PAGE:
Every year, the Australian-French Association for Research and Innovation (AFRAN) organises a call for projects to further empower the AFRAN community by supporting initiatives designed to federate, build and scale up thematic communities around particular research and innovation areas between France and Australia.
In 2019, AFRAN has awarded $15000 in grants to support member-led collaborative initiatives tackling major societal issues facing Australia and France. Five laureate projects have been selected through a competitive selection process, demonstrating the excellence and dynamism of French-Australian research collaborations.
October 2019, University of Melbourne
This initiative will bring Dr Delphine Sicard, from INRA Montpellier in France, to Australia. Dr Sicard will attend the GrAiNZ gathering, an industry led conference to discuss agro-ecology, food fermentation and production. The GrAiNZ gathering is an annual event, connecting grain growers and users, to learn from each other and build a local grain economy. They will discuss biodiversity, sustainability, food sovereignty, grain economies, indigenous agriculture and foodways and heritage and perennial wheat. Dr Sicard’s input will bring the ‘French’ experience to the discussion, to understand how small-scale food production can improve biodiversity, health and sustainable food production. Dr Sicard will also present a public and open seminar about her research. This event will be accessible to all and AFRAN members are invited.
Dr Sicard’s visit will be the basis of an ongoing collaboration between INRA and the University of Melbourne to exchange students, knowledge and techniques.
March 2020, The Australian National University
The Collective Biography of Archaeology in the Pacific (CBAP), an ARC Laureate project, investigates the historiography of archaeology in the Pacific, particularly in considering non-Anglophone research traditions and scholars. In March 2020, the CBAP will host an international conference which will include discussions led by keynote speakers around perspectives for future collaborations and projects. This initiative will bring a French keynote speaker, Prof. Nathan Schlanger from the Ecole Nationale des Chartes in Paris, to lead discussion on Theory and Method of archaeology’s historiography, as well as perspectives for future Franco-Australian collaborations and opportunities such as grant applications or visiting schemes for students and researchers.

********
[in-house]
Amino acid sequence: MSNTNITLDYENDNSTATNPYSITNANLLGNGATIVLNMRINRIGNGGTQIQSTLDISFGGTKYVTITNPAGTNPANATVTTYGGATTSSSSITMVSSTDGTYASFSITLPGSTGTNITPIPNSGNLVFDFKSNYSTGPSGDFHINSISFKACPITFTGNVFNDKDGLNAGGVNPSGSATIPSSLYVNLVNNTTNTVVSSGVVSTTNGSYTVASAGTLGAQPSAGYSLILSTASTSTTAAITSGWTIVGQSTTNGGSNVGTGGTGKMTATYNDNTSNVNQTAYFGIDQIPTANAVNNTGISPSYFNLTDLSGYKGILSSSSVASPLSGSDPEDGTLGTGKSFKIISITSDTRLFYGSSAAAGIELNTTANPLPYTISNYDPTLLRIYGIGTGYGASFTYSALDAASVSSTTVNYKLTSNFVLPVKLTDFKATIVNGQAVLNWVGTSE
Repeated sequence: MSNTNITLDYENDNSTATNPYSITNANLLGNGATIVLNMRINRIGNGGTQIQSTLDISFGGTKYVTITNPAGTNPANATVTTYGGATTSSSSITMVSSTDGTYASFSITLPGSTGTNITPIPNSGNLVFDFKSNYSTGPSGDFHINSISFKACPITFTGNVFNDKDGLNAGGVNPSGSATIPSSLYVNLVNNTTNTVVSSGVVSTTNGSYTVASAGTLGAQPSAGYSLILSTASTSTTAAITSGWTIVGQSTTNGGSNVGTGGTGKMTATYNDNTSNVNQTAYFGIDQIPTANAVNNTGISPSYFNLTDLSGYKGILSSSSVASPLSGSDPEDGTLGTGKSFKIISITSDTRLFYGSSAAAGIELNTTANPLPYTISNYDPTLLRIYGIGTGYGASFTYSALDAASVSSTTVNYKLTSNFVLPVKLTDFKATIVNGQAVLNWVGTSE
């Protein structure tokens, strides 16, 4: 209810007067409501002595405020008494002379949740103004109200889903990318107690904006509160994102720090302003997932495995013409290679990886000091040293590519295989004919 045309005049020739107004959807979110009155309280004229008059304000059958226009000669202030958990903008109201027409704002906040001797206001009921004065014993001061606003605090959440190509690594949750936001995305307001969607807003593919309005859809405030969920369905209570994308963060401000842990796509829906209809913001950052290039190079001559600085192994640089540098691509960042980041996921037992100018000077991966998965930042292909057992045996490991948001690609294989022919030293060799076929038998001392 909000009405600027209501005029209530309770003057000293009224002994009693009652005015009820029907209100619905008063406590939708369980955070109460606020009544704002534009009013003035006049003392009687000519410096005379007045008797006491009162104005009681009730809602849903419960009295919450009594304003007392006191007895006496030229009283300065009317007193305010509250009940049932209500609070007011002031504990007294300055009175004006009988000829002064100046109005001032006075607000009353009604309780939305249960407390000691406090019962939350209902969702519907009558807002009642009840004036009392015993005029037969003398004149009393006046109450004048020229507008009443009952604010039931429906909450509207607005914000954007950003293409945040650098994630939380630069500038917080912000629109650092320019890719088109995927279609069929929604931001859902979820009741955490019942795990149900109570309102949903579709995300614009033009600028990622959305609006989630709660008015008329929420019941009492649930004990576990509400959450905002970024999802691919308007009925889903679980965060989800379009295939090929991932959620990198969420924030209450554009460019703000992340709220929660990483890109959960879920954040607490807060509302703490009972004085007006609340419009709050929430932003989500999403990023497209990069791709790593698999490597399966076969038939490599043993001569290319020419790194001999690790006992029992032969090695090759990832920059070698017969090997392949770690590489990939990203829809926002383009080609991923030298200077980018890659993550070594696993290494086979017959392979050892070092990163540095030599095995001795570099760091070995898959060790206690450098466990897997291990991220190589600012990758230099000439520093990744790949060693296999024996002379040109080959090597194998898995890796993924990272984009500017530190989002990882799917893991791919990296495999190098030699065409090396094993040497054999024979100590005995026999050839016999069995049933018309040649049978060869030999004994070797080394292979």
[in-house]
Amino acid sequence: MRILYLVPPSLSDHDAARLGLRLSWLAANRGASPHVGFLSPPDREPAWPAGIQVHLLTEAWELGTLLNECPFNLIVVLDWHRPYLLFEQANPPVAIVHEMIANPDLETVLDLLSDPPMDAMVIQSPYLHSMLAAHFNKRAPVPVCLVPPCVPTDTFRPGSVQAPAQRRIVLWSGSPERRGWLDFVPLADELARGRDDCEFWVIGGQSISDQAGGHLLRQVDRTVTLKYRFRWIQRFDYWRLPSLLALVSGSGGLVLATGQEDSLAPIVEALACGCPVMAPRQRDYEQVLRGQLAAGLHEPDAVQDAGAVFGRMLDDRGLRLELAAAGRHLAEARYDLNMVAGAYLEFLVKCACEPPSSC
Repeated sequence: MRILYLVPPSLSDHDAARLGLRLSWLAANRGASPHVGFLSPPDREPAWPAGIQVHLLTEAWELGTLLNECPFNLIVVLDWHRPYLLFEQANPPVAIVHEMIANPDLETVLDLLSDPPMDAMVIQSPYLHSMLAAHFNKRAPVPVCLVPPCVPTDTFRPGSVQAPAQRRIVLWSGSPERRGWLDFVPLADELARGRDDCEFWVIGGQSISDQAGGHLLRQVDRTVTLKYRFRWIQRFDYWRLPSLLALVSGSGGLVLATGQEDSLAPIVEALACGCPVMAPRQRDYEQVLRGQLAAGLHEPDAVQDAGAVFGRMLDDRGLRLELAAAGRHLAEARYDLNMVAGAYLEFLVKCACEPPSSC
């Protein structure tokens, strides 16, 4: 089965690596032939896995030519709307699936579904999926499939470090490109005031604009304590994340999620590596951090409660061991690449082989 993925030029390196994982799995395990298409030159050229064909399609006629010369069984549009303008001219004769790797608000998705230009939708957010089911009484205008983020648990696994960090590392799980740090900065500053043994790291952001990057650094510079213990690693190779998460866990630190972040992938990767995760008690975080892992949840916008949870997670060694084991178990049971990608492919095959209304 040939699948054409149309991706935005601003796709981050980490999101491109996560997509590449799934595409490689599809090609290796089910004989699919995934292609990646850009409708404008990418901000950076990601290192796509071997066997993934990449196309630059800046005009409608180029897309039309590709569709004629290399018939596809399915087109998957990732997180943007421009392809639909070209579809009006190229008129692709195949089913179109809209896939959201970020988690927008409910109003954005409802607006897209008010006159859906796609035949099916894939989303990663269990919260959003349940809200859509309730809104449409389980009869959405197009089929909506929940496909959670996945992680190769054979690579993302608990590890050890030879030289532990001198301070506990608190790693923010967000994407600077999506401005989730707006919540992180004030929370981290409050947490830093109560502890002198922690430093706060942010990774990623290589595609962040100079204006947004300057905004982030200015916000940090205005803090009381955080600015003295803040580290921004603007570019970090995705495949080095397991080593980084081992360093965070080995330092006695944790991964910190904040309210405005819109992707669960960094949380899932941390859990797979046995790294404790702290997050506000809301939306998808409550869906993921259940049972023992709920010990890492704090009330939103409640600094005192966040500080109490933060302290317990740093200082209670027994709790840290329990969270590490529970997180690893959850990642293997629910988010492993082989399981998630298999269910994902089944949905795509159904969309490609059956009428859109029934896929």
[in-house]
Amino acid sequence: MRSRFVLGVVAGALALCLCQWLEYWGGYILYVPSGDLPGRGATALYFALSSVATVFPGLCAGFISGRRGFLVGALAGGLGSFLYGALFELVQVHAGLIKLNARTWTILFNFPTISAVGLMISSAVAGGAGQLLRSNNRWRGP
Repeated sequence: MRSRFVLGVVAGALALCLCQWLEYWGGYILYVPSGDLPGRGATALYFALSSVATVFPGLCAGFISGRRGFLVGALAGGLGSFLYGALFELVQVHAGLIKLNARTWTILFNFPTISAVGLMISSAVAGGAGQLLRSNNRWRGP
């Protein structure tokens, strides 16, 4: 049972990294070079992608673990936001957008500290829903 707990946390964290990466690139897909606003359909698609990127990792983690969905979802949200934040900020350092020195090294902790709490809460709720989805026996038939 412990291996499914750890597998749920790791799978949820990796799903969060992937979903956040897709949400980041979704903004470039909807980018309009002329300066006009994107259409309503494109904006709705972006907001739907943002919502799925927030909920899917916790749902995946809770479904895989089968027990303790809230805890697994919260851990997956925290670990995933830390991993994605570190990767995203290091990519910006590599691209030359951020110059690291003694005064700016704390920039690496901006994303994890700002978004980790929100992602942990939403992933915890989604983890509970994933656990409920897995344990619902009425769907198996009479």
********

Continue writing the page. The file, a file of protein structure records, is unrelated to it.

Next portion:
Franco-Australian collaborations will also be explored by inviting Pacific Islands Indigenous participants to the conference, especially from the francophone islands. The guests will be professionals, experienced in cultural heritage and archaeological research, such as Museum directors and curators.
July or August 2020, The Australian National University
Surveillance has emerged as a generalized practice used by governments and industries to monitor, determine and predict human activity. It has become a theme in literature, film, arts, and constitutes nowadays a topic of scholarly investigation. This initiative will set up a French-Australian Symposium to create the conditions of a conversation between disciplines such as legal studies, social sciences, political science, law, computer science, and humanities, to explore with a multidisciplinary approach this contemporary issue.
The symposium will be followed by executive meetings to discuss long-term collaborations between the French and Australian teams, as well as masterclasses organised by French researchers during their stays. This gathering of French and Australian academics would be the opportunity to create closer research ties between the Centre for Law, Arts and the Humanities (ANU) and the Law and Humanities research centre (Panthéon-Assas).
August 2019, University of Wollongong
This initiative aims at bringing together world-leading Australian and French researchers in the fields of advanced computer science (artificial intelligence, simulation, Agent-Based Modelling/ABM) and smart cities (new technologies for data analytics and societal positive outcomes). A 4-dayworkshop will include lectures and tutorials on agent-based modelling using GAMA with varied urban application, by French and Australian researchers. The audience for the workshop will be relevant students, researchers, and professionals from government and private sector.
This will be followed by a 1-day research meeting with the core Australian and French researchers nominated in this proposal, and relevant participants to discuss strategies and projects for long-term and structured collaboration in research and education.
February 2020, Ecosciences Precinct, Brisbane
Freshwater quality and quantity is a pressing issue as human population impacts the Earth’s environment and climate systems. The ability to maintain extensive monitoring networks for episodic blue-green algal and suspended sediment events is an enormous challenge.
This proposed small workshop will bring together expertise across both CSIRO’s Aquatic Remote Sensing team and the GET Hydro-Biogeochemistry of the Critical Zone team to explore complementarities, and to scope a pathway for future collaboration. These two teams have been exploring combinations of low-cost near surface and satellite sensing approaches. Their expertise spans the bio-optical properties of inland water ecosystems, satellite algorithm development, water quality and its impacts on human health.
This workshop will allow the two teams to joint forces in better understanding water pathways, workflows, and quality issues in semi-arid regions and their links to human health across the developed and developing world. Future fieldwork, publication, proposal for further funding to pilot and scale up the activities of this new collaboration, as well as a Memorandum of Understanding between GET and CSIRO, will also be discussed.